State veterinary & animal husbandry department has directed all egg producers in Nagaland to stop starving laying hens to force them into a molt.
This directive comes following March 2011 order of the Animal Welfare Board of India which had directed all poultry farms in the country to immediately discontinue starvation force molt regimes; as such practice was in violation of India’s Prevention of Cruelty to Animals Act and is a punishable offence.
“Humane society international is grateful to government of Nagaland,” said N.G. Jayasimha, manager of HSI’s factory farming campaign in India. “Farmers who continue to starve birds to induce molt should be prosecuted under the Prevention of Cruelty to Animals Act 1960,” it said. Reportedly starvation force molting, widely practiced on egg production facilities throughout India, deprives egg-laying hens of food in order to manipulate their laying cycles.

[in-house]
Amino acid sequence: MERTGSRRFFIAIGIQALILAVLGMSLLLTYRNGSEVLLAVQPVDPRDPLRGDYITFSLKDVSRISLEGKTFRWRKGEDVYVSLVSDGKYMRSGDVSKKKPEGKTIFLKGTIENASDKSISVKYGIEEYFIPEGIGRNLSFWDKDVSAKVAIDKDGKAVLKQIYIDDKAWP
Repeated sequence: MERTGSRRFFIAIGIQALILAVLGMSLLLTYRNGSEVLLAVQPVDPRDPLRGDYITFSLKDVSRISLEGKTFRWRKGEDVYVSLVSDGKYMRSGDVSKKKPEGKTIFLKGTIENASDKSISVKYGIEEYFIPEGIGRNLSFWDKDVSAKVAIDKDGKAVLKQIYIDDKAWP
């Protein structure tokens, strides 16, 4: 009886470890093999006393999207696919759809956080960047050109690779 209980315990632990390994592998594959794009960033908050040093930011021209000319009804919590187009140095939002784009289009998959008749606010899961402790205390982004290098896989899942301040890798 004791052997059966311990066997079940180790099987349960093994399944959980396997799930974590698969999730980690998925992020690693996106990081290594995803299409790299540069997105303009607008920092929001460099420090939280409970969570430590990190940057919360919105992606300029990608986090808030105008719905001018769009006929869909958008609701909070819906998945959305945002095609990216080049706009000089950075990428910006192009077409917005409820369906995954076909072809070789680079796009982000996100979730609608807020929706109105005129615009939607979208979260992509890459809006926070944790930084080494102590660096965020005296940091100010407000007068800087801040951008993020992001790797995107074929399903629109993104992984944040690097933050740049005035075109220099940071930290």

Food is often withheld for up to 14 days and may be combined with one or two days of water deprivation.
During a force molt, hens suffer greatly and may lose up to 35 percent of their body weight. This practice of food withdrawal has been widely questioned throughout the world and is already prohibited in Australia and the European Union, and prohibited in the United States by the egg industry’s animal husbandry program.
FACTS: Starvation force molting dramatically increases the risk of hens’ laying salmonella-infected eggs. India’s factory farms confine 140 to 200 million hens in barren battery cages, where each bird lives within a space smaller than a single standard sized sheet of paper.
Hotels including Crowne Plaza Today-Gurgaon, Four Seasons Hotel Mumbai, as well as specialty restaurant Hao Shi Nian Nian and celebrity Chef Mako Ravindran have ended their procurement of eggs from caged hens.